5. Many settlements and agricultural lands are submerged under water.
6. Rehabilitation of the displaced persons is now the prime concern of these movements.

20. What are the social consequences of multipurpose projects?
Or
Multipurpose projects have transformed the social landscapes. Explain.

Answer:

1. Local people, especially the landless people, did not gain from these projects.
2. It led to displacement of people which deprived the people of their land and livelihood.
3. It has increased the social gap between the richer landowners and the landless poor.
4. Dams created conflicts between people wanting different uses and benefits from the same water resources.
5. Inter-state water disputes are also becoming common with regard to sharing the costs and benefits of the multipurpose projects.

21. Explain any three problems faced by local communities due to the construction of large dams. (2017, 2013)

Answer: Problems faced by local communities due to the construction of large dams:

1. Dams have resulted in large-scale displacement of local communities.
2. Local people have to give up their land and livelihood.
3. Local people do not benefit from such projects as they are even deprived of the local resources on which they have little control.
4. Many settlements and agricultural lands are submerged under water.

22. Compare the advantages and disadvantages of multipurpose river valley projects.
Answer:
Advantages:

1. They bring water to those areas which suffer from water scarcity and also provide water for irrigation.
2. These projects generate electricity for industries and our homes.
3. They help in controlling floods by regulating the water flow.
4. These projects can be used for recreation, inland navigation and fish breeding.

Disadvantages:

1. They have failed to achieve the purpose for which they were built.
2. The dams that were constructed to control floods have triggered floods due to sedimentation in the reservoir.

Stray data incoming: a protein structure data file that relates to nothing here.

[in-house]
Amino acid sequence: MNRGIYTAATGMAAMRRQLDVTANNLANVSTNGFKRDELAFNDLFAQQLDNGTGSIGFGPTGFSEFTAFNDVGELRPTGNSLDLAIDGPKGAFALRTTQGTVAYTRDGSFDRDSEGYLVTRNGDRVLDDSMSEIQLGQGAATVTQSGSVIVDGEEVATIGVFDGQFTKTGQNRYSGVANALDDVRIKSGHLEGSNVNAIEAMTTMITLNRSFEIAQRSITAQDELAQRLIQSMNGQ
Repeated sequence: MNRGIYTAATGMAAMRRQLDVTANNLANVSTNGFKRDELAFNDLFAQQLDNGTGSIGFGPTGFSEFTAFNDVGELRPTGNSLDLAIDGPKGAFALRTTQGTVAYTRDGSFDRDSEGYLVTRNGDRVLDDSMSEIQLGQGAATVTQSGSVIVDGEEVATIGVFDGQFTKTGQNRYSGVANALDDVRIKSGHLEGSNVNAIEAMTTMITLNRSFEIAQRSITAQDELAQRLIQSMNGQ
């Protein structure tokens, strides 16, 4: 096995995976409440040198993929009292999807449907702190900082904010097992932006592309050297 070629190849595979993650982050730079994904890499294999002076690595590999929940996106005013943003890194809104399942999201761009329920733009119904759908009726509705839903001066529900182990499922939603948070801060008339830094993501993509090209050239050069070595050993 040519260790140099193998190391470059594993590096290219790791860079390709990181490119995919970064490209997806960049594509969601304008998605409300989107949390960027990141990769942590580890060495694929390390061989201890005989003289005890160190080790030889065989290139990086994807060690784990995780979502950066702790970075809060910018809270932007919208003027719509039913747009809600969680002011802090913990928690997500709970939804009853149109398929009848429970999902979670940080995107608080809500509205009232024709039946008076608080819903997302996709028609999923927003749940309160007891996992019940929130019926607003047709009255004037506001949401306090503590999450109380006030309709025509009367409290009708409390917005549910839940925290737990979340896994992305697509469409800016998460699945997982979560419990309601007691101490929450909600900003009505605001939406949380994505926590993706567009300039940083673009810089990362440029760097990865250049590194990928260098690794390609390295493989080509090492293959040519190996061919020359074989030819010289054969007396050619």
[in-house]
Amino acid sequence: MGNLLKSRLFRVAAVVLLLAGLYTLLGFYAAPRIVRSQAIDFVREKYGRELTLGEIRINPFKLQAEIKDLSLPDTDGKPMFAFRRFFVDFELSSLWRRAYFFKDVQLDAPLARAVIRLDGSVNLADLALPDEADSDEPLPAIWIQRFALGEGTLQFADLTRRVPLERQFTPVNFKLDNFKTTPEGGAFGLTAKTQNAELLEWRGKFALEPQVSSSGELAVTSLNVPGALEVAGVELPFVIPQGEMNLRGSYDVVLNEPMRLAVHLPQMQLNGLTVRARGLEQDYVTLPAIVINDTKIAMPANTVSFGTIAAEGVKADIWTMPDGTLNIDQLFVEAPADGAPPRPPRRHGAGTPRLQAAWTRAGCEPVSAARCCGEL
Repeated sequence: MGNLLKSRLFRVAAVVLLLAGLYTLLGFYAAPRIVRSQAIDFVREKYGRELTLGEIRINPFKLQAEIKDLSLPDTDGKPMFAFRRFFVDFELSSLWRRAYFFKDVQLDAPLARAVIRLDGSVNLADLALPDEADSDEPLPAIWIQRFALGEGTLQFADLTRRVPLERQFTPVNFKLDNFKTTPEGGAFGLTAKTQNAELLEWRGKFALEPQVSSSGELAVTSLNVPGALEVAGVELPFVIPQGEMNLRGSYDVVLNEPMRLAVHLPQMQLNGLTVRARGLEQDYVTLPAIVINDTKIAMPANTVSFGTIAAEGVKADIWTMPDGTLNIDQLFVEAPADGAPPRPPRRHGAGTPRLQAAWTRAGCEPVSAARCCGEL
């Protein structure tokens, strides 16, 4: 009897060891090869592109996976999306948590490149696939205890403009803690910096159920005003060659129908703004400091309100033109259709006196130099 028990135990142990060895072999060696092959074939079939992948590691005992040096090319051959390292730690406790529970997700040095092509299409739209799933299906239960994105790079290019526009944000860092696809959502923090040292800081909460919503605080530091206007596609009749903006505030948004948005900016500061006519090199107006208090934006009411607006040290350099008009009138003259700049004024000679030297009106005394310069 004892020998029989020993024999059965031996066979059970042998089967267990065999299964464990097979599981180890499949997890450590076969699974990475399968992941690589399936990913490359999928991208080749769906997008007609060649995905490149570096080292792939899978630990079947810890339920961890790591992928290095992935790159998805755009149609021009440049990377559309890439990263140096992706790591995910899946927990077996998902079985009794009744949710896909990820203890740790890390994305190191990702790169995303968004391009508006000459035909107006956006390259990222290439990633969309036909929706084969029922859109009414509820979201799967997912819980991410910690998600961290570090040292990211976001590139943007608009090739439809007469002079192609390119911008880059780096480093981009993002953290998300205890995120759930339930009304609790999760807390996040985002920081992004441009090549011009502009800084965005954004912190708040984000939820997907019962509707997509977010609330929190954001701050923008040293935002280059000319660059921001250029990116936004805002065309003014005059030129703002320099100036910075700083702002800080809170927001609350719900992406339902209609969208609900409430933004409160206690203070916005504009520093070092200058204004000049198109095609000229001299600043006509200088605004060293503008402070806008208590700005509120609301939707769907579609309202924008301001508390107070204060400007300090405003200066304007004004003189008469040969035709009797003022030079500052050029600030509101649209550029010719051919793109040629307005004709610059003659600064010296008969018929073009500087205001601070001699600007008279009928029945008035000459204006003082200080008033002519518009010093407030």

3. The big dams have mostly been unsuccessful in controlling floods at the time of excessive rainfall.
4. These floods cause extensive soil erosion in addition to loss of life and property.
5. Sedimentation deprives the flood plains of silt, a natural fertiliser.
6. It was observed that these projects induced earthquakes.
7. Floods cause water-borne diseases and pests.
8. Results in pollution also.
9. These river valley projects lead to large scale displacement of people and loss livelihoods.

23. What percentage of total electricity produced comes from hydro-electricity?

Answer: 22 per cent of the total electricity produced is from hydro-electric power.

24. Name two multipurpose projects and the rivers on which they are respectively situated.

Answer:

1. Hirakud Project is situated on river Mahanadi in Orissa, and
2. Bhakra Nangal Project is situated on river Sutlej.

25. Give an example of an inter-state water dispute.

Answer: Krishna-Godavari dispute. The Karnataka and Andhra Pradesh Governments objected to the diversion of more water at Koyna by the Maharashtra government for a multipurpose project as this results in reduction of downstream flow to Karnataka and Andhra Pradesh adversely affecting agriculture and industry in these States.

26. Describe the traditional method of rainwater harvesting adopted in different parts of India.

Answer: In ancient India, people developed wide-ranging techniques to harvest rainwater.

1. In mountainous areas ‘Guls’ and ‘Kuls’ the diversion channels were built for agriculture.
2. ‘Rooftop rainwater harvesting’ was commonly practised to store drinking water, especially in Rajasthan.
3. Inundation channels for irrigation were developed in the flood plains of West Bengal.
4. In arid and semi-arid regions, agricultural fields were converted into rainfed storage structures, eg. ‘Khadins’ in Jaisalmer and ‘Johads’ in other parts of Rajasthan.
5. In semi-arid and arid regions of Rajasthan, particularly in Bikaner, Phalodi and Barmer, all the houses had underground tanks or ‘tankas’ built inside the house for storing drinking water. They were a part of the well-developed rooftop rainwater harvesting system.